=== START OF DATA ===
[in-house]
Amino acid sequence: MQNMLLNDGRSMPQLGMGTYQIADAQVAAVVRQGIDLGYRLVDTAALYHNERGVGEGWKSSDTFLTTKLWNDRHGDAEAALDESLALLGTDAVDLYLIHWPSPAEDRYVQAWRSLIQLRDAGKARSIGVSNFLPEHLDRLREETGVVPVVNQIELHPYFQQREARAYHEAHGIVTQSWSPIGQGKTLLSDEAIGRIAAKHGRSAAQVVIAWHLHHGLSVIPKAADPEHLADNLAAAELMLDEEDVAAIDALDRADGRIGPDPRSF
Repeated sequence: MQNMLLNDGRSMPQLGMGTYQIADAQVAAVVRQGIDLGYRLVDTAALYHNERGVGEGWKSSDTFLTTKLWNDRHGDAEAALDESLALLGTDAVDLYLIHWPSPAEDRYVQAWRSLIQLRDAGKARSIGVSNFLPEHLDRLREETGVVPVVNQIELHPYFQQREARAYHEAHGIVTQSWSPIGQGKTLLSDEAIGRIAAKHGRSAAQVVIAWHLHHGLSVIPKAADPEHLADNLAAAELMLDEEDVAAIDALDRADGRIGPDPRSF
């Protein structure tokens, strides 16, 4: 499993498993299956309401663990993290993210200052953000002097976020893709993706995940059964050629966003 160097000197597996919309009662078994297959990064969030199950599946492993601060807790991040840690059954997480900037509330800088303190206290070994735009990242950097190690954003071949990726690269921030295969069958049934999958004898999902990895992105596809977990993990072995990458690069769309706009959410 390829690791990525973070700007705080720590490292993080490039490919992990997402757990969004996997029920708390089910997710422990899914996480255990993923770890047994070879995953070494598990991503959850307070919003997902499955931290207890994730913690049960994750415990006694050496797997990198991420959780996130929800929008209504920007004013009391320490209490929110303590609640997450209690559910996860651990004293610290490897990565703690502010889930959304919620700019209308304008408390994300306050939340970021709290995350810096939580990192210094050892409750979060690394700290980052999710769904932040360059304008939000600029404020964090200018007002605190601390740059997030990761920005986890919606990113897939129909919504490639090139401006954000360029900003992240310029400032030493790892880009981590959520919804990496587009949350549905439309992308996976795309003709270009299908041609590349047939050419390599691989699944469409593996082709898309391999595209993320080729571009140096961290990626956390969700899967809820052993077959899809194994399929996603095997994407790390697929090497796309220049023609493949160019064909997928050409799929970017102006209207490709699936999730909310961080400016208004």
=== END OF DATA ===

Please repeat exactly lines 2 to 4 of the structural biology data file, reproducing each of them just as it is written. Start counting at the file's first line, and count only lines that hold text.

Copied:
Amino acid sequence: MQNMLLNDGRSMPQLGMGTYQIADAQVAAVVRQGIDLGYRLVDTAALYHNERGVGEGWKSSDTFLTTKLWNDRHGDAEAALDESLALLGTDAVDLYLIHWPSPAEDRYVQAWRSLIQLRDAGKARSIGVSNFLPEHLDRLREETGVVPVVNQIELHPYFQQREARAYHEAHGIVTQSWSPIGQGKTLLSDEAIGRIAAKHGRSAAQVVIAWHLHHGLSVIPKAADPEHLADNLAAAELMLDEEDVAAIDALDRADGRIGPDPRSF
Repeated sequence: MQNMLLNDGRSMPQLGMGTYQIADAQVAAVVRQGIDLGYRLVDTAALYHNERGVGEGWKSSDTFLTTKLWNDRHGDAEAALDESLALLGTDAVDLYLIHWPSPAEDRYVQAWRSLIQLRDAGKARSIGVSNFLPEHLDRLREETGVVPVVNQIELHPYFQQREARAYHEAHGIVTQSWSPIGQGKTLLSDEAIGRIAAKHGRSAAQVVIAWHLHHGLSVIPKAADPEHLADNLAAAELMLDEEDVAAIDALDRADGRIGPDPRSF
């Protein structure tokens, strides 16, 4: 499993498993299956309401663990993290993210200052953000002097976020893709993706995940059964050629966003 160097000197597996919309009662078994297959990064969030199950599946492993601060807790991040840690059954997480900037509330800088303190206290070994735009990242950097190690954003071949990726690269921030295969069958049934999958004898999902990895992105596809977990993990072995990458690069769309706009959410 390829690791990525973070700007705080720590490292993080490039490919992990997402757990969004996997029920708390089910997710422990899914996480255990993923770890047994070879995953070494598990991503959850307070919003997902499955931290207890994730913690049960994750415990006694050496797997990198991420959780996130929800929008209504920007004013009391320490209490929110303590609640997450209690559910996860651990004293610290490897990565703690502010889930959304919620700019209308304008408390994300306050939340970021709290995350810096939580990192210094050892409750979060690394700290980052999710769904932040360059304008939000600029404020964090200018007002605190601390740059997030990761920005986890919606990113897939129909919504490639090139401006954000360029900003992240310029400032030493790892880009981590959520919804990496587009949350549905439309992308996976795309003709270009299908041609590349047939050419390599691989699944469409593996082709898309391999595209993320080729571009140096961290990626956390969700899967809820052993077959899809194994399929996603095997994407790390697929090497796309220049023609493949160019064909997928050409799929970017102006209207490709699936999730909310961080400016208004």